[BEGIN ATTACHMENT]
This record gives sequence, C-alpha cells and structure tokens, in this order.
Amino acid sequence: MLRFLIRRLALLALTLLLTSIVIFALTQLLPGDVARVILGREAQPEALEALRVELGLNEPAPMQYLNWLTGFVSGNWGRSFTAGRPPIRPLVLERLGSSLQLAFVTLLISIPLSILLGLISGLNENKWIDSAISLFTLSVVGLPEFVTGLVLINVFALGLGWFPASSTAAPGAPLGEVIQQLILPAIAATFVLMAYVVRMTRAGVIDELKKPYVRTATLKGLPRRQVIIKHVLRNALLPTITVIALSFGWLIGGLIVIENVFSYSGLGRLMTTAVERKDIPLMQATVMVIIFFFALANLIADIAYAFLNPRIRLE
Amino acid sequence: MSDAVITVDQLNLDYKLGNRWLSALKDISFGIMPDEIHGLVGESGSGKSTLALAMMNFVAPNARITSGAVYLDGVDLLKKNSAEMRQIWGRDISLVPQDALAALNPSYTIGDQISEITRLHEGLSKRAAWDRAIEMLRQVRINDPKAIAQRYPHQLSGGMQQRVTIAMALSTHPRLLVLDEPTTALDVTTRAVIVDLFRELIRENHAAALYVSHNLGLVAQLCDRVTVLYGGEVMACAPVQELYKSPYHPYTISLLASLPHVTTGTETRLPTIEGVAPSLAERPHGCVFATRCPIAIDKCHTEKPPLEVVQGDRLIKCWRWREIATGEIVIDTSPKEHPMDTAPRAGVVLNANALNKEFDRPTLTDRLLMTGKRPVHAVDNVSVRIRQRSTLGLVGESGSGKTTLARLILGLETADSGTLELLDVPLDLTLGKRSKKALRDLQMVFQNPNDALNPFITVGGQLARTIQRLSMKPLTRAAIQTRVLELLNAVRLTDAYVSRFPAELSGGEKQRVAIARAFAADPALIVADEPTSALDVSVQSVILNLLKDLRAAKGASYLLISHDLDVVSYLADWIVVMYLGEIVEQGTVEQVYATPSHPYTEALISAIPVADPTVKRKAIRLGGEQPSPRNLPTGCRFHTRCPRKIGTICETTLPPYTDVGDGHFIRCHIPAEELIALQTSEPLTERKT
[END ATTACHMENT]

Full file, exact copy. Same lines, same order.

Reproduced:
This record gives sequence, C-alpha cells and structure tokens, in this order.
Amino acid sequence: MLRFLIRRLALLALTLLLTSIVIFALTQLLPGDVARVILGREAQPEALEALRVELGLNEPAPMQYLNWLTGFVSGNWGRSFTAGRPPIRPLVLERLGSSLQLAFVTLLISIPLSILLGLISGLNENKWIDSAISLFTLSVVGLPEFVTGLVLINVFALGLGWFPASSTAAPGAPLGEVIQQLILPAIAATFVLMAYVVRMTRAGVIDELKKPYVRTATLKGLPRRQVIIKHVLRNALLPTITVIALSFGWLIGGLIVIENVFSYSGLGRLMTTAVERKDIPLMQATVMVIIFFFALANLIADIAYAFLNPRIRLE
Amino acid sequence: MSDAVITVDQLNLDYKLGNRWLSALKDISFGIMPDEIHGLVGESGSGKSTLALAMMNFVAPNARITSGAVYLDGVDLLKKNSAEMRQIWGRDISLVPQDALAALNPSYTIGDQISEITRLHEGLSKRAAWDRAIEMLRQVRINDPKAIAQRYPHQLSGGMQQRVTIAMALSTHPRLLVLDEPTTALDVTTRAVIVDLFRELIRENHAAALYVSHNLGLVAQLCDRVTVLYGGEVMACAPVQELYKSPYHPYTISLLASLPHVTTGTETRLPTIEGVAPSLAERPHGCVFATRCPIAIDKCHTEKPPLEVVQGDRLIKCWRWREIATGEIVIDTSPKEHPMDTAPRAGVVLNANALNKEFDRPTLTDRLLMTGKRPVHAVDNVSVRIRQRSTLGLVGESGSGKTTLARLILGLETADSGTLELLDVPLDLTLGKRSKKALRDLQMVFQNPNDALNPFITVGGQLARTIQRLSMKPLTRAAIQTRVLELLNAVRLTDAYVSRFPAELSGGEKQRVAIARAFAADPALIVADEPTSALDVSVQSVILNLLKDLRAAKGASYLLISHDLDVVSYLADWIVVMYLGEIVEQGTVEQVYATPSHPYTEALISAIPVADPTVKRKAIRLGGEQPSPRNLPTGCRFHTRCPRKIGTICETTLPPYTDVGDGHFIRCHIPAEELIALQTSEPLTERKT